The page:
What is a sabbatical, actually?
It’s not a time to do nothing
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Sabbatical’s a weird word at this point in history. Corporations and entrepreneurs have embraced the previously academic concept and — as they do — added new layers of meaning to suit their needs.
Sabbatical is the word that feels right for the goal I’m working toward. But I wonder if, to some people, it sounds like I’m preparing for a long vacation.
The sabbatical I imagine is far from that. So I thought it’d be fun to explore the real meaning of the word to see how it fits in my path — and I was surprised by how it deepened my commitment to this goal.
The origins of ‘sabbatical’
I wasn’t surprised to learn the word sabbatical originates from the Hebrew word Šabat (the Sabbath, a day of rest defined in the Bible). I was a little surprised by how it was originally used: The Bible’s book of Leviticus describes an Old Testament god suggesting to Moses a sabbath year, in which farmers let the land rest every seventh year.
Then we get to what we all probably knew: In the 1800s, U.S. colleges began using sabbaticals as benefits to attract faculty, according to Times Higher Education. Professors would get an extended break from teaching every seven years to freely focus on research.
The first corporate sabbatical came from McDonald’s — that beacon of workplace benefits — which instituted its program for corporate employees in 1977, according to Harvard Business Review. By 2017, 17% of companies were offering some form of sabbatical leave.
Now “sabbatical” can refer to anything from a few weeks off from a corporate job to a student’s gap year to a semester traveling, teaching or researching abroad.
We still generally imagine a sabbatical as a benefit of employment. But entrepreneurs are getting wise to the trend and its benefits, and we’re hopping on it, too. (This conversation about sabbaticals and “slowbaticals” for founders on the Productive Flourishing podcast is wonderful.)
Sabbatical isn’t complete rest
The academic sabbaticals we most associate with the word haven’t ever been about doing nothing.
They’ve been about shaping a way of working that makes sense for the kind of work academics do. Traditionally, that involved research and continued scholarship, two things that require lots of deep work and self-exploration that can be hard to achieve amid daily teaching duties.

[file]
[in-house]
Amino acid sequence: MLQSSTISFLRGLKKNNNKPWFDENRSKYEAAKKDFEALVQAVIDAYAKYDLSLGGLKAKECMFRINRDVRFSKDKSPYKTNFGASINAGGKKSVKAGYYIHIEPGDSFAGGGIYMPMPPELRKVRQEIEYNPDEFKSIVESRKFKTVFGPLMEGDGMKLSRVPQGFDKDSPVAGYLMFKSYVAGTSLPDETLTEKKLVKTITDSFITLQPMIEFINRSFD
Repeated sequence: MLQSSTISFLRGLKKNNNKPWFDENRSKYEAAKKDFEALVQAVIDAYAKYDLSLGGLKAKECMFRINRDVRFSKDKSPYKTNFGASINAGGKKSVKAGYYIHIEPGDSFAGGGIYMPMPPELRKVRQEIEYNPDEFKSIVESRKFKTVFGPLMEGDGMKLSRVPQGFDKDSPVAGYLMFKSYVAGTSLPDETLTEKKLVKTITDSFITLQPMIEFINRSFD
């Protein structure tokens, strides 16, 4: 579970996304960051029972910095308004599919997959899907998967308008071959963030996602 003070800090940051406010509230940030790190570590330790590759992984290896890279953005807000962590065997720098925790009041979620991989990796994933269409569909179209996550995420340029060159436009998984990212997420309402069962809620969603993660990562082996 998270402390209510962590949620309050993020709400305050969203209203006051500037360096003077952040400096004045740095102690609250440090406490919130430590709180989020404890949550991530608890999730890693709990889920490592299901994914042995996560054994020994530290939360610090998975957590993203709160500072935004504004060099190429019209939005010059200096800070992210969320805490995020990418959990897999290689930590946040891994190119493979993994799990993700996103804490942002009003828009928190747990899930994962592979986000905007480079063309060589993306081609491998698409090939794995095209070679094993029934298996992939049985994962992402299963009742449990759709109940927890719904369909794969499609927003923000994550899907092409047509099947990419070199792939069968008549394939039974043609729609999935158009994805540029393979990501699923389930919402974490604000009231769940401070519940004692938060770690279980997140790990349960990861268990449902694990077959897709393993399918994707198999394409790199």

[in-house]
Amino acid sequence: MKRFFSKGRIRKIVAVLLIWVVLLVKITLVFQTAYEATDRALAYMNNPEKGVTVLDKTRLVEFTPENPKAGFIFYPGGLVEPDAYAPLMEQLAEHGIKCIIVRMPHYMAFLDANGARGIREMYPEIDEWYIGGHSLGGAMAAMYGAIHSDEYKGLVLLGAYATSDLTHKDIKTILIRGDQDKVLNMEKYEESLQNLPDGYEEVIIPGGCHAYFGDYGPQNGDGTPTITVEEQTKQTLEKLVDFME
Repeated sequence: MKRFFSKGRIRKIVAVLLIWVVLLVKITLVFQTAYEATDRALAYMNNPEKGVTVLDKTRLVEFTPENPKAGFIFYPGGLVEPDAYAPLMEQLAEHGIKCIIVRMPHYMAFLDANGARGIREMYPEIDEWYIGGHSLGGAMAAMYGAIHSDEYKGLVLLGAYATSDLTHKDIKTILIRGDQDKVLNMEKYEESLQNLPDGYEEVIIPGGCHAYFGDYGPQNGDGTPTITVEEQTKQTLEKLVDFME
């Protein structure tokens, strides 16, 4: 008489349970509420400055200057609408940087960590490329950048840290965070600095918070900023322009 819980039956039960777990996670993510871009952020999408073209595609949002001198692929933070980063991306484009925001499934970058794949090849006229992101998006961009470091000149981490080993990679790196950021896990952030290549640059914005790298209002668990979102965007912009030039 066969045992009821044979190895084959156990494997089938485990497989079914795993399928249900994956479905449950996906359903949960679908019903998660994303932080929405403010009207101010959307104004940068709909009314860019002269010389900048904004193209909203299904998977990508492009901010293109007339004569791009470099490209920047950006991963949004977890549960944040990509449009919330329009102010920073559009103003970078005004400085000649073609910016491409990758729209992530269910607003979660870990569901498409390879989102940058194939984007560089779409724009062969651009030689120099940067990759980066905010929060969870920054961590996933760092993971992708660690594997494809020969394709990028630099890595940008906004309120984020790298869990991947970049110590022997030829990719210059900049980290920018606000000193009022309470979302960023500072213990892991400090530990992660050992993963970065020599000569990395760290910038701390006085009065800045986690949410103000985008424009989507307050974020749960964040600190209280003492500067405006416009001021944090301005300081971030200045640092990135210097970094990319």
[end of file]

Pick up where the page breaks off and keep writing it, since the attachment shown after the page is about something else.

Even the biblical origin of the idea didn’t involve a complete lack of production.
Farmers (and, the passage explicitly notes as if it’s completely fine, the people they enslave) will continue to eat what the land produces during sabbatical. They just can’t tow or till or whatever people do to make the land produce more and in the ways we want it. The land doesn’t stop producing; it gets a rest from the expectation of a certain kind of production.
This is what you truly get out of a sabbatical: lack of expectation.
Don’t you breathe a little easier just thinking about it?
What I’ll ask of my sabbatical
I expect to work hard during my business building sabbatical. I expect to produce more than I’ve ever produced before.
I’m calling the period a sabbatical because it releases my work from the expectation of supporting me.
Elizabeth Gilbert introduces this idea in her book Big Magic (read this book!). She talks about not putting pressure on her writing to make a living, letting her creativity be free from that job.
“To yell at your creativity, saying, ‘You must earn money for me!’ is sort of like yelling at a cat,” she writes, “It has no idea what you’re talking about, and all you’re doing is scaring it away.”
I’m planning a sabbatical to create space to build Healthy Rich — instead of making Healthy Rich my new job. The latter would mean figuring out how to make enough money from working in the business; the former is about creating a meaningful business.
I’ll save the money to pay myself during the sabbatical year, and I’ll be prepared to start freelancing again after.
I’d love to use that time to build a business I can step into full-time for the long term, but I don’t demand that of it. I’ll just enjoy what the work yields when it’s allowed to grow freely, then get back to work, in whatever form that takes.